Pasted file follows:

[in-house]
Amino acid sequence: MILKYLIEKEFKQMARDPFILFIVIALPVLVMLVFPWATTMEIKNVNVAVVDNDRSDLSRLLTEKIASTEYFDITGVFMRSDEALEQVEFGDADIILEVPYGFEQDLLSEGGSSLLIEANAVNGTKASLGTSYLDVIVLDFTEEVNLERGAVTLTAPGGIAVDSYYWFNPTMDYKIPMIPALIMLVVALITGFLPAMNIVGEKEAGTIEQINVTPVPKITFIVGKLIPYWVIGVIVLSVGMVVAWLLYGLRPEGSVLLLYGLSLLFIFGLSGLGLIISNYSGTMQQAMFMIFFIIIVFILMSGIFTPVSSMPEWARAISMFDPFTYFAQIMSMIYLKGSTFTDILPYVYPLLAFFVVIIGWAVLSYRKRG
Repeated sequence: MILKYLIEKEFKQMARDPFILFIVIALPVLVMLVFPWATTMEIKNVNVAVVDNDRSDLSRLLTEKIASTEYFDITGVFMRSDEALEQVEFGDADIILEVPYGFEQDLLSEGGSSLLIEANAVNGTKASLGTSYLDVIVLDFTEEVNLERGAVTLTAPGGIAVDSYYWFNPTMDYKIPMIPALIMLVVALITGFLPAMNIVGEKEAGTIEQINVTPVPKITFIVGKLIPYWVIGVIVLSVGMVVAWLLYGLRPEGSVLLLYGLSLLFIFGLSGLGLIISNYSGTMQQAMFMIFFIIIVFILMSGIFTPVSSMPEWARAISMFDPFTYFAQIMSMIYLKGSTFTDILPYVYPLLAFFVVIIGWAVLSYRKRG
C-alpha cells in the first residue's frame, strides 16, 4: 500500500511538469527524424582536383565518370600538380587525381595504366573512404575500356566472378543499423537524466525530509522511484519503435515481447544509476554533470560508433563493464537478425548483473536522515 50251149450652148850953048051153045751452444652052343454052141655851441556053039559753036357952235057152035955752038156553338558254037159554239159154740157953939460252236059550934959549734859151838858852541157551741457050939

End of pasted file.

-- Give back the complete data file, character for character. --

[in-house]
Amino acid sequence: MILKYLIEKEFKQMARDPFILFIVIALPVLVMLVFPWATTMEIKNVNVAVVDNDRSDLSRLLTEKIASTEYFDITGVFMRSDEALEQVEFGDADIILEVPYGFEQDLLSEGGSSLLIEANAVNGTKASLGTSYLDVIVLDFTEEVNLERGAVTLTAPGGIAVDSYYWFNPTMDYKIPMIPALIMLVVALITGFLPAMNIVGEKEAGTIEQINVTPVPKITFIVGKLIPYWVIGVIVLSVGMVVAWLLYGLRPEGSVLLLYGLSLLFIFGLSGLGLIISNYSGTMQQAMFMIFFIIIVFILMSGIFTPVSSMPEWARAISMFDPFTYFAQIMSMIYLKGSTFTDILPYVYPLLAFFVVIIGWAVLSYRKRG
Repeated sequence: MILKYLIEKEFKQMARDPFILFIVIALPVLVMLVFPWATTMEIKNVNVAVVDNDRSDLSRLLTEKIASTEYFDITGVFMRSDEALEQVEFGDADIILEVPYGFEQDLLSEGGSSLLIEANAVNGTKASLGTSYLDVIVLDFTEEVNLERGAVTLTAPGGIAVDSYYWFNPTMDYKIPMIPALIMLVVALITGFLPAMNIVGEKEAGTIEQINVTPVPKITFIVGKLIPYWVIGVIVLSVGMVVAWLLYGLRPEGSVLLLYGLSLLFIFGLSGLGLIISNYSGTMQQAMFMIFFIIIVFILMSGIFTPVSSMPEWARAISMFDPFTYFAQIMSMIYLKGSTFTDILPYVYPLLAFFVVIIGWAVLSYRKRG
C-alpha cells in the first residue's frame, strides 16, 4: 500500500511538469527524424582536383565518370600538380587525381595504366573512404575500356566472378543499423537524466525530509522511484519503435515481447544509476554533470560508433563493464537478425548483473536522515 50251149450652148850953048051153045751452444652052343454052141655851441556053039559753036357952235057152035955752038156553338558254037159554239159154740157953939460252236059550934959549734859151838858852541157551741457050939